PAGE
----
ohia

Wikimedia Commons
Wikimedia Commons

Climate change is affecting the food supply of Hawaiʻi's native and non-native bird species.

Sherry Bracken
Sherry Bracken

Hawai'i Island has the most ohia trees in the state – more than 800,000 out of 1 million trees estimated to exist in the state.  But it also is the home to a fungus that is killing the trees off.  A local artist is documenting the trees in the best way he can. HPR contributing reporter Sherry Bracken provides this update.

State Announces Plan For Native Tree Disease

Dec 1, 2016
Flickr / Frank Hamm
Flickr / Frank Hamm

Scientists, lawmakers, and representatives from federal agencies gathered at Hawai‘i’s state capital Wednesday for the first-ever Rapid ‘Ōhi‘a Death Summit. The fungal disease affecting one of Hawai‘i’s most important trees has killed more than 50,000 acres of native ‘ōhi‘a.

Ohia Death Spreads On Hawaii Island

Sep 10, 2016
DLNR
DLNR

State officials say the fungal disease called Rapid ‘Ōhi‘a Death is continuing to threaten native ‘ōhi‘a trees on the Big Island. 'Ōhi'a covers about 865,000 acres statewide. Recent surveys show the disease has now impacted nearly 50,000 acres on the Big Island, an increase of a little more than a third from earlier this year.

Ohia Death Leaves Imprint On Native Culture

Mar 31, 2016
Molly Solomon
Molly Solomon

Hula’s most prestigious festival Merrie Monarch begins tonight. For more than 50 years, hula hālau from across the islands have descended on Hilo for the three-day competition. But some traditions are being altered this year, in light of a rapidly spreading disease that’s killing Hawai‘i’s ‘ōhi‘a trees. HPR’s Molly Solomon reports.

Music fills the empty gym of St Francis School in Mānoa. Dancers line up for one last practice before heading to Hilo to compete in Merrie Monarch. One of their kumu, Robert Keano Ka‘upu, yells out notes as they glide onto the floor.

Molly Solomon
Molly Solomon

One of Hawai‘i’s oldest and most culturally important native trees is under siege from a mysterious disease. So far more than 34,000 acres of ‘ōhi‘a trees have died, and it's left scientists scrambling for a solution. HPR’s Molly Solomon visited the Big Island forest where it all began.

About 40 minutes south of Hilo, in the Leilani Estates subdivision in lower Puna, is what scientists are calling ground zero for Rapid ‘Ōhi‘a Death.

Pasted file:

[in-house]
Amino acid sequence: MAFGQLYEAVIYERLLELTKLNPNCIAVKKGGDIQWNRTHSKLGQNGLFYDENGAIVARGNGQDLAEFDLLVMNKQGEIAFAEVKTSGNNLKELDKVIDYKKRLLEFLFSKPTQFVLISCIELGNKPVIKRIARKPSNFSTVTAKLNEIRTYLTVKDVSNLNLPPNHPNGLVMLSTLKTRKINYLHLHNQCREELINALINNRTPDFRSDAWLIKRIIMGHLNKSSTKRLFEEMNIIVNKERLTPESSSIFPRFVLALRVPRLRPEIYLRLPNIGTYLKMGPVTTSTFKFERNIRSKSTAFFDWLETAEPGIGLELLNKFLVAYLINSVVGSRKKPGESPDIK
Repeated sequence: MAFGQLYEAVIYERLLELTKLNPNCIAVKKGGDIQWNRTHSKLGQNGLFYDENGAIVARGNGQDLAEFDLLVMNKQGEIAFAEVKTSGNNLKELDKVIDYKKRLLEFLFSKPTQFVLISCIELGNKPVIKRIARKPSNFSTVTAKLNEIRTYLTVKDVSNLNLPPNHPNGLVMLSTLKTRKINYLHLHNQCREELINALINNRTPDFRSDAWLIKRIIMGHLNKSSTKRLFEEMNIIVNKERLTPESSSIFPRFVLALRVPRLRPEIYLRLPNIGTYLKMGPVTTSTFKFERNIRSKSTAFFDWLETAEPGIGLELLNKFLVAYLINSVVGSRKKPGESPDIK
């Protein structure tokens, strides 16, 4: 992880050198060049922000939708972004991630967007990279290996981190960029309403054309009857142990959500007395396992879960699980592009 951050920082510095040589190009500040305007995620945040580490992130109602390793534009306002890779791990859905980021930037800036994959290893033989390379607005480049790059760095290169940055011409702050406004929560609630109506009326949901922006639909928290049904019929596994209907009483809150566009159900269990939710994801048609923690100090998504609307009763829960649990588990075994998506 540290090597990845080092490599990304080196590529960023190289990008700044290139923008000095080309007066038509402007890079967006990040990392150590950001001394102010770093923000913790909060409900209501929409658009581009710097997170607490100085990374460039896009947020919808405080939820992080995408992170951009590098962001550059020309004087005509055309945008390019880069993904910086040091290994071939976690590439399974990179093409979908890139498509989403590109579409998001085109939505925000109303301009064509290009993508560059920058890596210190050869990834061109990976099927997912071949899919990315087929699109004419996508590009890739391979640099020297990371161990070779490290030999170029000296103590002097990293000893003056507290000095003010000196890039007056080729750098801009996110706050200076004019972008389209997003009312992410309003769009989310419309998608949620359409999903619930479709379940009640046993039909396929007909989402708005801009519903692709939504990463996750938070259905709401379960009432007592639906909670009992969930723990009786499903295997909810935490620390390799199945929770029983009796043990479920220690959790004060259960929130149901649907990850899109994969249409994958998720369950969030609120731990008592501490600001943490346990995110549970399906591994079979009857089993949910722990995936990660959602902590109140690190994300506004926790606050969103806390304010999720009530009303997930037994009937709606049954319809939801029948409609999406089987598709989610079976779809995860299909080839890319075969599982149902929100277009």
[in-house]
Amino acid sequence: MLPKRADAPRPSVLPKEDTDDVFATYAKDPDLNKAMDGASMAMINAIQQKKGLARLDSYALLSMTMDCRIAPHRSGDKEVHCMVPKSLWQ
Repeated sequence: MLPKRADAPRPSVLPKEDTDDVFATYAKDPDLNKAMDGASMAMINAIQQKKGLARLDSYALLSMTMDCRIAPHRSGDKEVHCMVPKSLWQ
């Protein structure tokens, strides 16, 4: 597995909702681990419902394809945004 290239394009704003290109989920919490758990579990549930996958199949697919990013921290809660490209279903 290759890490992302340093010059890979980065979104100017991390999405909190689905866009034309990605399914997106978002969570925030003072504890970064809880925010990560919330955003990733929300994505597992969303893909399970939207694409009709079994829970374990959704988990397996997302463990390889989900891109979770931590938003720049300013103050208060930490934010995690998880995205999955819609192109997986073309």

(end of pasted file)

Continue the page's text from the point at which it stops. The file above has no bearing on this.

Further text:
Merrie Monarch Without Ohia?

Feb 17, 2016
Merrie Monarch Festival
Merrie Monarch Festival

With Merrie Monarch approaching late next month, hula hālau across the state are beginning to prepare for the upcoming festival on Hawai‘i Island. For some that means gathering plants and flowers that represent the mele, or song. It’s a tradition that’s brought countless hālau into native ‘ōhi‘a forests, where the lehua blossom grows. But a rapidly spreading disease is prompting some to call for an all-out ban this year. HPR’s Molly Solomon reports.

J.B. Friday, University of Hawaiʻi
J.B. Friday, University of Hawaiʻi

The ʻōhiʻa tree is a statewide symbol of Hawaiʻi's forests. Over the past five years, ʻōhiʻa appear to be dying rapidly and under mysterious circumstances from a microscopic enemy. By limiting the transport of diseased woods, we can stop the disease making its way to other islands.

Christopher Phillips explains...

University of Hawaii
University of Hawaii

Scientists say a disease killing hundreds of thousands of ‘ōhi‘a trees on Hawaii's Big Island is spreading. Recent aerial surveys show the acreage of infected trees has more than doubled in the past two years. State, county and federal agencies collaborated to conduct the surveys by helicopter last month. The fungal disease, called Rapid ‘Ōhi‘a Death, was found in 34,000 acres of ‘ōhi‘a forest. Rob Hauff is the Forest Health Coordinator with the Department of Land and Natural Resources.

Hawaii Department of Land and Natural Resources
Hawaii Department of Land and Natural Resources

Hundreds of thousands of native ohia trees are dying off because of a new fungus. The disease is spreading across the Big Island and state officials are hoping to contain it before it reaches other islands. HPR’s Molly Solomon reports.